The association between dementia and hearing loss is recognised and services are provided to diagnose and treat hearing loss in those with dementia.
You should have access to hearing tests to diagnose any hearing loss, and appropriate services to provide and maintain hearing aids.
For extra information, evidence and best practice please scroll down to the bottom of the page.
Dementia Wellbeing Plan for Greater Manchester; Dementia United
Printable Medication Leaflets GMMH
Weblink: Printable leaflets: https://www.choiceandmedication.org/gmmh/printable-leaflets/
Understanding hearing and sight problems and their link to dementia: Leaflet
People with dementia are more likely to have hearing and/or sight impairment than people of a similar age without dementia.
Some people with dementia can have problems with perceiving sights and sounds, which are caused by the brain rather than their eyes or ears.
Talking Sense Online
Hearing loss is associated with an increased incidence of dementia. It is estimated that among people with mild to moderate hearing loss, the incidence of dementia is double that of people with normal hearing, and that the ratio increases to 5 times that of people with normal hearing in those with severe hearing loss. The cause of this association is unknown; there may be common factors causing both dementia and hearing loss, such as lifestyle, genetic susceptibility, environmental factors or age-related factors such as cardiovascular disease. Hearing loss may cause dementia either directly (for example, neuroplastic changes caused by hearing deprivation or increased listening demands) or indirectly via social isolation and depression (which are known be associated with cognitive decline and dementia) (NICE (2018) NG98: Hearing loss in adults: assessment and management). Hearing impairment has been identified as one the 12 modifiable risk factors for dementia Dementia prevention, intervention, and care: 2020 report of the Lancet Commission.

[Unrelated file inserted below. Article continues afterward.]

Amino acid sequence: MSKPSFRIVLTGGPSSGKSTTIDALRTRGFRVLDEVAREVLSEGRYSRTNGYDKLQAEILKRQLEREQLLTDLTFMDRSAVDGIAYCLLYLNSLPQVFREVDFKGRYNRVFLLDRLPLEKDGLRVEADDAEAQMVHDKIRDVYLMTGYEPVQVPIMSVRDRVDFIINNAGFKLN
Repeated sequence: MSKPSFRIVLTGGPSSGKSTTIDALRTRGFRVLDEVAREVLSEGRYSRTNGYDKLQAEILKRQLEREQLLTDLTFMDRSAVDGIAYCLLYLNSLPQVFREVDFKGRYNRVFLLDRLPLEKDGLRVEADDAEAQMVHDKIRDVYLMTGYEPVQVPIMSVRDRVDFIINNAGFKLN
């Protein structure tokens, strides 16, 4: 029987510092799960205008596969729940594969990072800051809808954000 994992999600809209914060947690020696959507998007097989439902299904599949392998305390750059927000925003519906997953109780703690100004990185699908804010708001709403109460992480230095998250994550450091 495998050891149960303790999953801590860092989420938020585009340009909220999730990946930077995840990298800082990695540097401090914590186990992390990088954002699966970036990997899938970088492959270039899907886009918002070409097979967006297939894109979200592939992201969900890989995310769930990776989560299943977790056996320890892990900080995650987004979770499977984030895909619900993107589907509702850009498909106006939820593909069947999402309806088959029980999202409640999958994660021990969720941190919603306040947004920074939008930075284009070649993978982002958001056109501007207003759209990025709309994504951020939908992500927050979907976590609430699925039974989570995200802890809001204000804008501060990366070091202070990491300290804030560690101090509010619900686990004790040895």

NICE consider referring adults with diagnosed dementia or mild cognitive impairment to an audiology service for a hearing assessment every 2 years if they have not previously been diagnosed with hearing loss (NICE (2018) NG98: Hearing loss in adults: assessment and management).